Review: These are the stories of three young women who have sacrificed some of their lives to give over to protest. There is Rayen, who lives in Chile and joined the uprising there among the poor, who were victimised by the wealthy government and elites to put them even further into poverty, there is Hilda from Uganda who saw her family's farming livelihood destroyed by climate change and has started her own activist's movement, and there is "Pepper", a Hong Kong resident who was, like her fellow citizens, horrified when China eroded the democracy in the territory and cracked down on any form of complaint...

Now, these three women, despite what you may think in the way they are presented here, are not equivalents from three different continents. They go about their protests in different styles, and while Rayen has no problem with fighting back against the police who make it seem the bad old days of the Pinochet regime are not so far away after all, Hilda takes a more peaceful tack and spends her time clearing waterways of plastic waste when she is not trying to place pressure on the authorities to do something about an issue that is increasingly being felt in the poorer states of the planet. And Pepper, poor Pepper.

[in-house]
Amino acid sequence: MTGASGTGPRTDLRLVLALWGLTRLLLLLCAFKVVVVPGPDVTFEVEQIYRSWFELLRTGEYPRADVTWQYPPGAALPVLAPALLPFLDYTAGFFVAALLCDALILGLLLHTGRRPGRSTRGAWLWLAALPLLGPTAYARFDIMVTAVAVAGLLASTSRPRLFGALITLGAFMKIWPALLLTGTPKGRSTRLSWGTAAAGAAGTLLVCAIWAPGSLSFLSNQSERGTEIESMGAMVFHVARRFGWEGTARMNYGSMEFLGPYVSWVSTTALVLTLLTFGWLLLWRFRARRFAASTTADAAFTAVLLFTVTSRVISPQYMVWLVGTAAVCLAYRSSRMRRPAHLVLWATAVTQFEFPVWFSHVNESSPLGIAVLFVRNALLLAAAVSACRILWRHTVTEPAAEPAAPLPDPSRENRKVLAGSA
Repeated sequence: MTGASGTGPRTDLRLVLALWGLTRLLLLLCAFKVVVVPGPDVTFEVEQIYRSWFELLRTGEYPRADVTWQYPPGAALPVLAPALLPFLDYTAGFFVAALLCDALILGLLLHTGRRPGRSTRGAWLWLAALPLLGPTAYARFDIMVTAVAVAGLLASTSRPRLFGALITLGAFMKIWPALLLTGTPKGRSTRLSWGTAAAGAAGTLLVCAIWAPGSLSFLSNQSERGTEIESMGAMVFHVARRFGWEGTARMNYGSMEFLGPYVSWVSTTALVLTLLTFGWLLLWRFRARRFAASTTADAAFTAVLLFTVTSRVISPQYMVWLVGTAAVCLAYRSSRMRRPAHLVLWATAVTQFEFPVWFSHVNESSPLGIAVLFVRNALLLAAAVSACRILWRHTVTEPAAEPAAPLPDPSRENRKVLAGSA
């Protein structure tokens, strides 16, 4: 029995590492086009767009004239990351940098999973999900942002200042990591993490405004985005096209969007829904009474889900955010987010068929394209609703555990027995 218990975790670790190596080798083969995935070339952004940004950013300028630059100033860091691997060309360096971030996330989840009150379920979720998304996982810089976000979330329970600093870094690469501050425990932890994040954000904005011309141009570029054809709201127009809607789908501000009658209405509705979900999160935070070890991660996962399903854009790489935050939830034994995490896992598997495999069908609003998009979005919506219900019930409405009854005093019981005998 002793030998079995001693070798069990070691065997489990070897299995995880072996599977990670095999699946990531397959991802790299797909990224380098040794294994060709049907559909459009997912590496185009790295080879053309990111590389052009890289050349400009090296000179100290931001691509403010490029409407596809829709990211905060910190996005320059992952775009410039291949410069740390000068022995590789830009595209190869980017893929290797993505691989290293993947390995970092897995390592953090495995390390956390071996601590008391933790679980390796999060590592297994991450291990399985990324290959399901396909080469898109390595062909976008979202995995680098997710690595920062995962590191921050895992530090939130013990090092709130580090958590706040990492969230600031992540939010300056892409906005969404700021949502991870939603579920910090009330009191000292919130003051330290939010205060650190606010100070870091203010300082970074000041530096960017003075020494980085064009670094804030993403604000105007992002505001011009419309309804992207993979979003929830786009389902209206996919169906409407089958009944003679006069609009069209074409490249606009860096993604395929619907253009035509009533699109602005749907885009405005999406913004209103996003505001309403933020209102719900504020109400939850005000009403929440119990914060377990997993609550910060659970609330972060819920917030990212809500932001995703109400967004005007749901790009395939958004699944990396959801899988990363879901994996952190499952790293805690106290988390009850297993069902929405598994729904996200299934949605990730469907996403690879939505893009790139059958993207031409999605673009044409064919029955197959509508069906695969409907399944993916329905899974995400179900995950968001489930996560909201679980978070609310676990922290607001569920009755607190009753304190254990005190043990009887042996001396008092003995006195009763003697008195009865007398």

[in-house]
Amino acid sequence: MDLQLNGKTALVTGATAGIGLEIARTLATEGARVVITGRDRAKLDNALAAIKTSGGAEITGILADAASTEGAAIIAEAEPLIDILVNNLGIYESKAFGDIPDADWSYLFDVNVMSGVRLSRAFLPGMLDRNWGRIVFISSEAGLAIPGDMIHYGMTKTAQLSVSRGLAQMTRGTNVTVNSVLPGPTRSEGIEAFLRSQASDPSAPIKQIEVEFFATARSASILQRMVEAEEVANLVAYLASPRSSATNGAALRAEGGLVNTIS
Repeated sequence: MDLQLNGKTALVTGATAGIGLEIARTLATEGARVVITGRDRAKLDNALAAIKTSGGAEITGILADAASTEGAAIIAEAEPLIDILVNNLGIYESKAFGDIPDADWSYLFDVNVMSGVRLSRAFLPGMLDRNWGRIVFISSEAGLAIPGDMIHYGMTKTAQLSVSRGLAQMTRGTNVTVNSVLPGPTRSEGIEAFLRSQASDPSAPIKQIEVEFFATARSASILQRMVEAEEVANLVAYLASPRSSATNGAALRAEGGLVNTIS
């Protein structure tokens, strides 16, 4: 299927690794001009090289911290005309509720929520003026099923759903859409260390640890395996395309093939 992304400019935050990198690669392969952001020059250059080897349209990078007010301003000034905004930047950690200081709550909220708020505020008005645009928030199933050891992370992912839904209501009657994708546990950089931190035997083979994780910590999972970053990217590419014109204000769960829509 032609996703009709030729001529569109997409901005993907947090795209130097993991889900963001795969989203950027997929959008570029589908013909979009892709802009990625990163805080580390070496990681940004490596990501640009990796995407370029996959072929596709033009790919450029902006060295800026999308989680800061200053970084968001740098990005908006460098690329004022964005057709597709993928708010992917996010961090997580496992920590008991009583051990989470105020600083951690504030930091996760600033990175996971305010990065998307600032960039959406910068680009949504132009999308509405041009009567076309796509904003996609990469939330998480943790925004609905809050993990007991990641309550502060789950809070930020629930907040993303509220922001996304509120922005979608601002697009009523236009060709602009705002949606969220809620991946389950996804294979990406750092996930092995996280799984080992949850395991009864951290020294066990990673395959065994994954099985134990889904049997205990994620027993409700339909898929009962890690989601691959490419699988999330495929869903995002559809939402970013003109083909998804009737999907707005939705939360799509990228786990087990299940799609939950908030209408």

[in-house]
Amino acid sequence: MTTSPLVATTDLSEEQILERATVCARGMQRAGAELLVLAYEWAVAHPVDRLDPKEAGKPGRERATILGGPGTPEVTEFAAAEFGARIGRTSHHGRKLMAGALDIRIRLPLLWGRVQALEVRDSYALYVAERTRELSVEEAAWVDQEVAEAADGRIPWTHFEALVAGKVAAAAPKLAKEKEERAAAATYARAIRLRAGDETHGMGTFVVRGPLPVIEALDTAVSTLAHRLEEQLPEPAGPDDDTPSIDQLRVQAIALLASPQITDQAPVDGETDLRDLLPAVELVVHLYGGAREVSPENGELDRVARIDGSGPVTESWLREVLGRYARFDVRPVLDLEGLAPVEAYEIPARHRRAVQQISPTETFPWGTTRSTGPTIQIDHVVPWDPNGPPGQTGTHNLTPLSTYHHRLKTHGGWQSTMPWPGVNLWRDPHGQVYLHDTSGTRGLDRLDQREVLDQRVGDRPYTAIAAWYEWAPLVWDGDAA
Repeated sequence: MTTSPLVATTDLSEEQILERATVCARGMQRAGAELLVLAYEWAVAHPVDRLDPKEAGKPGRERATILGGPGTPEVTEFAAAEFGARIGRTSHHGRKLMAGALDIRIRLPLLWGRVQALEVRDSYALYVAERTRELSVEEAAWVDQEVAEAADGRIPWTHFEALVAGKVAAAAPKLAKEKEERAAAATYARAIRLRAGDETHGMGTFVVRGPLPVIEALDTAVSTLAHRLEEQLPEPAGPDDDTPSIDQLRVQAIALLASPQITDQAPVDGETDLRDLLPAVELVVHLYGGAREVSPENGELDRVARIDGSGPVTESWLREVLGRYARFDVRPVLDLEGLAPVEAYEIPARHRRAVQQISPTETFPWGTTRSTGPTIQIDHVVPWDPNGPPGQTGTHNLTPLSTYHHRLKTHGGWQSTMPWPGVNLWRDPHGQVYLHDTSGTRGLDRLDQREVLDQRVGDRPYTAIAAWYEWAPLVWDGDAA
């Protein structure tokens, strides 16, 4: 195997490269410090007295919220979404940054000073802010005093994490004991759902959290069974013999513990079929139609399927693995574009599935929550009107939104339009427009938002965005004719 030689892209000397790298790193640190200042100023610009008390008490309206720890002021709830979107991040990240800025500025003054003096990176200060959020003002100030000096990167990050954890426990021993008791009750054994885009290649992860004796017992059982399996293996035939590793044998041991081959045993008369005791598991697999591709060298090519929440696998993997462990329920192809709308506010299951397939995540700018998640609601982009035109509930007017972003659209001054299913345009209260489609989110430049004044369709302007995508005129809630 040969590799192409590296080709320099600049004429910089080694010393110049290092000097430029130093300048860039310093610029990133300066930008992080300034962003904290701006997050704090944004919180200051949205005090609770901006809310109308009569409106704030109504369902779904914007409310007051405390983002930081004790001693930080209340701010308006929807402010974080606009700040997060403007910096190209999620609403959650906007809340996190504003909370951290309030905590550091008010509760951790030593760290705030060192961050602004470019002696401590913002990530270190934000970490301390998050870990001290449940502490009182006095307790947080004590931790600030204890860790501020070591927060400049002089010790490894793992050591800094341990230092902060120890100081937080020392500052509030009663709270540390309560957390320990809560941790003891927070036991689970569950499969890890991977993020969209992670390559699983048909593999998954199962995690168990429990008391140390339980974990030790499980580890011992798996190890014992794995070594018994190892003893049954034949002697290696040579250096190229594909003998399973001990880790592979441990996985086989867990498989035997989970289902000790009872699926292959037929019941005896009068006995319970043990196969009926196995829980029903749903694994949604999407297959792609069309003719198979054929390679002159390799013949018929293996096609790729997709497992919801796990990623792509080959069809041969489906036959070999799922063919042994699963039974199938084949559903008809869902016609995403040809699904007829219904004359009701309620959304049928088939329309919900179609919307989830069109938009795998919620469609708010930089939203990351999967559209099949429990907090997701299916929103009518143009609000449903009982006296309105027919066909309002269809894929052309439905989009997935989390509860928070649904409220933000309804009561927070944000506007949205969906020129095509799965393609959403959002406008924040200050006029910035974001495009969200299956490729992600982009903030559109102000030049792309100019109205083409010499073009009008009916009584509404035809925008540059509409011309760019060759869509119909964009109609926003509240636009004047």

She tries her best, as do the other protestors who took to the Hong Kong streets, but if you had been following the news in the years since her activism was filmed, you would be well aware that they failed, the brutality of the Chinese authorities was too strong and many of the activists were forced to flee across the globe as refugees, the ones who were not arrested and imprisoned, that was. Or even killed - Pepper's friend, we hear, was so filled with despair that she took her own life, though how prevalent that is, is unclear, we do know China has a suicide problem, not that they admit as much, and you imagine their repression has led to those troubles in Hong Kong too.